The law firm of Reed Smith — which, as its Google listing reminds us, is “[o]ne of the 15 largest law firms in the world” — has been in the news a lot lately. Here’s a quick recap.
Some of the news has been good, and some not-so-good. Let’s get the bad news over with first.
Last month, a Pennsylvania state court judge gave the green light to an overbilling lawsuit brought by a former Reed Smith client — a non-profit organization, no less. From the Pittsburgh Tribune-Review:
A Lawrence County Common Pleas Court judge rejected four of five objections by the Downtown law firm Reed Smith, which was sued by a youth foster-care foundation in a dispute over fees.
Bair Foundation, New Wilmington, Lawrence County, sued Reed Smith in November for billing it nearly $1 million — in contrast to the firm’s early estimate of $112,000 in legal costs — to defend the foundation in an employment discrimination lawsuit, according to the complaint.
The $112,000 was a revised estimate; the original estimate, according to the complaint, was $50,000. And Reed Smith’s client ended up losing in the underlying lawsuit.
According to Am Law Daily, “[t]he matter has turned into something of a public relations nightmare for Reed Smith…. The complaint paints a picture of a billing machine run amok.” For its part, the firm denies the allegations and claims that it “will prevail.”
More Reed Smith news, after the jump.
This next news item is both good and and. From the Pittsburgh Post-Gazette:
Most of Reed Smith’s American and European offices aren’t open when the firm’s Beijing and Hong Kong personnel start their business days. But though the Asian offices are 12 hours ahead of Eastern Standard Time, attorneys and staff there can call on the law firm’s Pittsburgh headquarters any time of the day or night to track documents, process dictation or send out a bulk mailing.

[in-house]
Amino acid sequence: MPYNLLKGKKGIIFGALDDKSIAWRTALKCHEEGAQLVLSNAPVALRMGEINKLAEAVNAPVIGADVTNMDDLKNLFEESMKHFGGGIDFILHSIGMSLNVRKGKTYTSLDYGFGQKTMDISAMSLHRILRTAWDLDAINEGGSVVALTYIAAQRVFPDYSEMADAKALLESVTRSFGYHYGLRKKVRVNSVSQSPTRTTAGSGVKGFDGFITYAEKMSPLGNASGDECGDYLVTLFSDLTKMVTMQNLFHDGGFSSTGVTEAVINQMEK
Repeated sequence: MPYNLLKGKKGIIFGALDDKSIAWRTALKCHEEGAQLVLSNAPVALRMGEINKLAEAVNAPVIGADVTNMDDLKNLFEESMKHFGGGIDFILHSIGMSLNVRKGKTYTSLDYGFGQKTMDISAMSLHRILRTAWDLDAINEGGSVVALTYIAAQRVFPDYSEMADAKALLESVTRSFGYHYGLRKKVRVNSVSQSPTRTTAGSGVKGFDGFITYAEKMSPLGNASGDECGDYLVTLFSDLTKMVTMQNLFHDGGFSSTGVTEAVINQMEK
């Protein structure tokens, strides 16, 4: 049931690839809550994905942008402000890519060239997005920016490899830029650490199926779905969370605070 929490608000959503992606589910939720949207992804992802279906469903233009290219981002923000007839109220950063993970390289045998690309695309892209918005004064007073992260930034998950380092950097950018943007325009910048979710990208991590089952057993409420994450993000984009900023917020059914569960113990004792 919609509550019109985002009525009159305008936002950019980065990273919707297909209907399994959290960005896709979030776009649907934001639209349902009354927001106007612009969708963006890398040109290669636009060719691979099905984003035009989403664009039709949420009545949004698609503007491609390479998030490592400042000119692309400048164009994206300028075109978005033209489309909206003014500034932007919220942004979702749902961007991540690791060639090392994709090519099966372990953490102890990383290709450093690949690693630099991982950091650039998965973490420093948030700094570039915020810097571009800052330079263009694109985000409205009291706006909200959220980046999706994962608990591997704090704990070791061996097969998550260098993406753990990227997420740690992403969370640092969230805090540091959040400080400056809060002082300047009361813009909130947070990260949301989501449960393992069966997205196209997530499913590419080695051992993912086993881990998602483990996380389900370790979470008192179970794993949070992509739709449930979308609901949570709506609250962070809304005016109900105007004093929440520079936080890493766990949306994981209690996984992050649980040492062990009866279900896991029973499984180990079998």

The uninterrupted connection between Reed Smith’s flagship and its 23 other offices worldwide is made possible by a business center in the Gulf Tower, Downtown, that operates 24 hours, seven days a week.
The article paints a happy picture of efficiency; the resulting layoffs get little mention. One tipster complains: “[T]he global, around-the-clock global business center gets top billing, and the fact that 21 secretaries in one office were fired is buried towards the end of the article.”
But that’s the way of the world. To quote the Fried Frank defender:
Are law firms now not allowed to conduct themselves in a fiscally responsible manner without being called out for it?
…. If there are roles that are no longer needed at the firm, the firm should cut those costs. Is the firm supposed to keep people on its payroll indefinitely, even if the firm no longer needs those services?
And now, the good news. First, SEC litigatrix Amy Greer has joined the firm, after five years at the Commission.
Second, it sounds like Reed Smith put on a fun program for its summer associates. In July, they took summers out to a drag show called Martha Graham Cracker.
“Pretty unusual for a law firm, but everyone had a good time,” according to our tipster. “Maybe not as cool as [Simpson Thacher's] private Dark Knight showing, but definitely better than [Weil's] circus black tie event.”
Judge frowns on Reed Smith in lawsuit over billing [Pittsburgh Tribune-Review]
Former Client’s Overbilling Suit Against Reed Smith Can Continue [Legal Intelligencer]
Reed Smith Loses Round One of Overbilling Lawsuit [Am Law Daily]
Reed Smith’s 24/7 office maintains constant connection for two dozen international sites [Pittsburgh Post-Gazette]
SEC litigator returns to private practice at Reed Smith [National Law Journal]